For the last decade, Michael J. Fox has been a tireless spokesman for Parkinson's disease research. The actor, who retired from his hit sitcom "Spin City" in 2000 because of the disease, tells his personal story of how he turned his challenges into opportunities in his new book, "Always Looking Up: The Adventures of an Incurable Optimist."
Fox begins the book with his retirement and the struggle of shifting between his public and private personas.
Read an excerpt of his book below.
PrologueIn the opening pages of Lucky Man, I described a morning in Florida nineteen years ago when I woke up with a hangover and a twitching left pinky finger. In the intervening years, my life has seen many changes. Most mornings, for example, I awake to find my left pinky finger perfectly still -- it's the rest of my body that's shaking uncontrollably. Technically, my body is only fully at peace when my mind is completely at rest -- that is, asleep. Low brain activity means fewer neurons firing, or in my case, mis-firing. As I awaken, before my conscious mind really knows what's happening, my body has already gotten the news in the form of insistent neural instructions to twist, twitch, and contort. Any chance of slipping back into sleep is lost.
This morning Tracy is already up, dealing out breakfasts and readying the kids for school. I blindly fumble a plastic vial from the nightstand, dry-swallow a couple of pills, and then fall immediately into the first series of actions that, while largely automatic, demand a practiced determination. I swing my legs around to the side of the bed, and the instant my feet hit the floor, the two of them are in an argument. A condition called "dystonia," a regular complement to Parkinson's, cramps my feet severely and curls them inward, pressing my ankles toward the floor and the soles of my feet toward each other as though they were about to close together in prayer. I snake my right foot out toward the edge of the rug and toe-hook one of my hard leather loafers. I force my foot into the shoe, repeat the process with the left, and then cautiously stand up. Chastened by the unyielding confines of the leather, my feet begin to be-have themselves. The spasms have stopped, but the aching will persist for the next twenty minutes or so.
First stop: the bathroom. I'll spare you the initial details of my visit, except to say that with PD, it is essential to put the seat up. Grasping the toothpaste is nothing compared to the effort it takes to coordinate the two-handed task of wrangling the toothbrush and strangling out a line of paste onto the bristles. By now, my right hand has started up again, rotating at the wrist in a circular motion, perfect for what I'm about to do. My left hand guides my right hand up to my mouth, and once the back of the Oral-B touches the inside of my upper lip, I let go. It's like releasing the tension on a slingshot and compares favorably to the most powerful state-of-the-art electric toothbrush on the market. With no off switch, stopping means seizing my right wrist with my left hand, forcing it down to the sink basin, and shaking the brush loose as though disarming a knife-wielding attacker. I can usually tell whether shaving is a good idea on any particular day, and this morning, like most, I decide it's too early to risk bloodshed. I opt for a quick pass with an electric stubble trimmer. Miami Vice lives.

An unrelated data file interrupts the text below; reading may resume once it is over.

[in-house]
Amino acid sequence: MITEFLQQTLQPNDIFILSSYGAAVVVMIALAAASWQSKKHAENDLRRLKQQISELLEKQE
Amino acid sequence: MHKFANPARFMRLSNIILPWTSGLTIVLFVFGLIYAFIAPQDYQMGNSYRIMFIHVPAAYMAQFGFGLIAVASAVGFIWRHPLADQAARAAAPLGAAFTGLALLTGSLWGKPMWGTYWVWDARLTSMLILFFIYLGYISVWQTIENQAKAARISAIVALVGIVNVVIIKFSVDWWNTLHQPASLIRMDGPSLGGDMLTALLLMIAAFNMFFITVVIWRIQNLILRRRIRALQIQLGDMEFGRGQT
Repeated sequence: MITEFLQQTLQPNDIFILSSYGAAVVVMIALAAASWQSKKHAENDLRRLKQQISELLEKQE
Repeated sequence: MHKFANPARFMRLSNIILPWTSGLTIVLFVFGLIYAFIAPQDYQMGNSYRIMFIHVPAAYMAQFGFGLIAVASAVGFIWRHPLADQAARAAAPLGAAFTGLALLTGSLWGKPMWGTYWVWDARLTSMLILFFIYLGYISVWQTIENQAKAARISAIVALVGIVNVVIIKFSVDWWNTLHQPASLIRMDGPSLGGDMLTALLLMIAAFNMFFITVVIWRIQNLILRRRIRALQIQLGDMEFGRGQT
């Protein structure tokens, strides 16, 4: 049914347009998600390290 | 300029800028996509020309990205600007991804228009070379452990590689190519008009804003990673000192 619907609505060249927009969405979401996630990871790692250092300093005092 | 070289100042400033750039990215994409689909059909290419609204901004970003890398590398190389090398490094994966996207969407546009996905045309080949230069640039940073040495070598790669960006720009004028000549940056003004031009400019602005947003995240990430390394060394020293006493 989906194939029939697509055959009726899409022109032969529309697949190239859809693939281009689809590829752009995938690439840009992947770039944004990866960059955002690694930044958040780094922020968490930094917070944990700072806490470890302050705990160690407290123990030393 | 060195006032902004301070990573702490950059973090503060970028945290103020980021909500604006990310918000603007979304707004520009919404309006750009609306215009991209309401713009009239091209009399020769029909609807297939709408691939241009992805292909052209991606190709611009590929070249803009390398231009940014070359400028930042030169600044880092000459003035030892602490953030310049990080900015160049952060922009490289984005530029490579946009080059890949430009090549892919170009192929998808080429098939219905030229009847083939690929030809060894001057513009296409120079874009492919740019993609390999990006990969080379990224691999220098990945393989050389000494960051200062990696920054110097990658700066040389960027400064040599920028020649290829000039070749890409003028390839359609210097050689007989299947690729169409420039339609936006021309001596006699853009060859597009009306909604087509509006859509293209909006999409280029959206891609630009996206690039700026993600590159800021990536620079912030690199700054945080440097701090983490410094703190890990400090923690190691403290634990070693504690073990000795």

A bench in the shower takes the pressure off my feet, and the steady drumbeat of the water on my back has a therapeutic effect, though if I sit here much longer, I might never get up. Getting dressed is made easier by the pills, which have begun to assert their influence. I avoid clothing with too many buttons or laces, although I'm still addicted to Levi's 501s, making me a fashion victim in the truest sense of the word. In lieu of proper brushing, I raise my twitching fingers up to my hairline and, raking it back, hope for the best. Executing a slow shuffle (my legs haven't yet earned my trust for the day), I make my way out to greet my family.
At the turn from our bedroom into the hallway, there is an old full-length mirror in a wooden frame. I can't help but catch a glimpse of myself as I pass. Turning fully toward the glass, I consider what I see. This reflected version of myself, wet, shak-ing, rumpled, pinched, and slightly stooped, would be alarming were it not for the self-satisfied expression pasted across my face. I would ask the obvious question, "What are you smiling about?," but I already know the answer: "It just gets better from here."